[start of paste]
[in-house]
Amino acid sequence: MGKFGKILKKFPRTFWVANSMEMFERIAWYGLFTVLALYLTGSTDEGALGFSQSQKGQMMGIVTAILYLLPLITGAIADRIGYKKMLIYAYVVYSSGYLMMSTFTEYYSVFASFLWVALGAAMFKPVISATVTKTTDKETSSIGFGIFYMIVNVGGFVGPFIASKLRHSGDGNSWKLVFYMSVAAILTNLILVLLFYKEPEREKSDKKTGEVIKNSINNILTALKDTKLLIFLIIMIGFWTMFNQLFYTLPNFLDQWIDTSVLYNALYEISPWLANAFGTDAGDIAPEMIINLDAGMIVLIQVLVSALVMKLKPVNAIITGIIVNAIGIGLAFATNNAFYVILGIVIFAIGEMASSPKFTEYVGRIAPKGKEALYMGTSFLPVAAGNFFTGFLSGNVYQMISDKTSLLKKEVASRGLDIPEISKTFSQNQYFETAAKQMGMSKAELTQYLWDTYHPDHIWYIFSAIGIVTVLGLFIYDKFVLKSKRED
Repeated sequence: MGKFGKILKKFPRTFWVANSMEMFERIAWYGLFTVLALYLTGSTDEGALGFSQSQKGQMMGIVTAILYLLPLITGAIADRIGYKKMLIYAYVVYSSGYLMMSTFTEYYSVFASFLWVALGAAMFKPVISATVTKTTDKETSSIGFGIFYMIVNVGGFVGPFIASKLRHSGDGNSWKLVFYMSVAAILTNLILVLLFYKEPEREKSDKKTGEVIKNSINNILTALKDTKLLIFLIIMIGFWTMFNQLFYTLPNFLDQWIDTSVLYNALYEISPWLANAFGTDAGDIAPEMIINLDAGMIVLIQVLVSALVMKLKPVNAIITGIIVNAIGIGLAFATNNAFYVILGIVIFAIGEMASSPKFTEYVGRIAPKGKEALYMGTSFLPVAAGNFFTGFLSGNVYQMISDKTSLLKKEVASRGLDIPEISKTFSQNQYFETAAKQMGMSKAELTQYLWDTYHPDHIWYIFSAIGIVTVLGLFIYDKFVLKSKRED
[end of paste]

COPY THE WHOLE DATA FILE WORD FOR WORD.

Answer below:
[in-house]
Amino acid sequence: MGKFGKILKKFPRTFWVANSMEMFERIAWYGLFTVLALYLTGSTDEGALGFSQSQKGQMMGIVTAILYLLPLITGAIADRIGYKKMLIYAYVVYSSGYLMMSTFTEYYSVFASFLWVALGAAMFKPVISATVTKTTDKETSSIGFGIFYMIVNVGGFVGPFIASKLRHSGDGNSWKLVFYMSVAAILTNLILVLLFYKEPEREKSDKKTGEVIKNSINNILTALKDTKLLIFLIIMIGFWTMFNQLFYTLPNFLDQWIDTSVLYNALYEISPWLANAFGTDAGDIAPEMIINLDAGMIVLIQVLVSALVMKLKPVNAIITGIIVNAIGIGLAFATNNAFYVILGIVIFAIGEMASSPKFTEYVGRIAPKGKEALYMGTSFLPVAAGNFFTGFLSGNVYQMISDKTSLLKKEVASRGLDIPEISKTFSQNQYFETAAKQMGMSKAELTQYLWDTYHPDHIWYIFSAIGIVTVLGLFIYDKFVLKSKRED
Repeated sequence: MGKFGKILKKFPRTFWVANSMEMFERIAWYGLFTVLALYLTGSTDEGALGFSQSQKGQMMGIVTAILYLLPLITGAIADRIGYKKMLIYAYVVYSSGYLMMSTFTEYYSVFASFLWVALGAAMFKPVISATVTKTTDKETSSIGFGIFYMIVNVGGFVGPFIASKLRHSGDGNSWKLVFYMSVAAILTNLILVLLFYKEPEREKSDKKTGEVIKNSINNILTALKDTKLLIFLIIMIGFWTMFNQLFYTLPNFLDQWIDTSVLYNALYEISPWLANAFGTDAGDIAPEMIINLDAGMIVLIQVLVSALVMKLKPVNAIITGIIVNAIGIGLAFATNNAFYVILGIVIFAIGEMASSPKFTEYVGRIAPKGKEALYMGTSFLPVAAGNFFTGFLSGNVYQMISDKTSLLKKEVASRGLDIPEISKTFSQNQYFETAAKQMGMSKAELTQYLWDTYHPDHIWYIFSAIGIVTVLGLFIYDKFVLKSKRED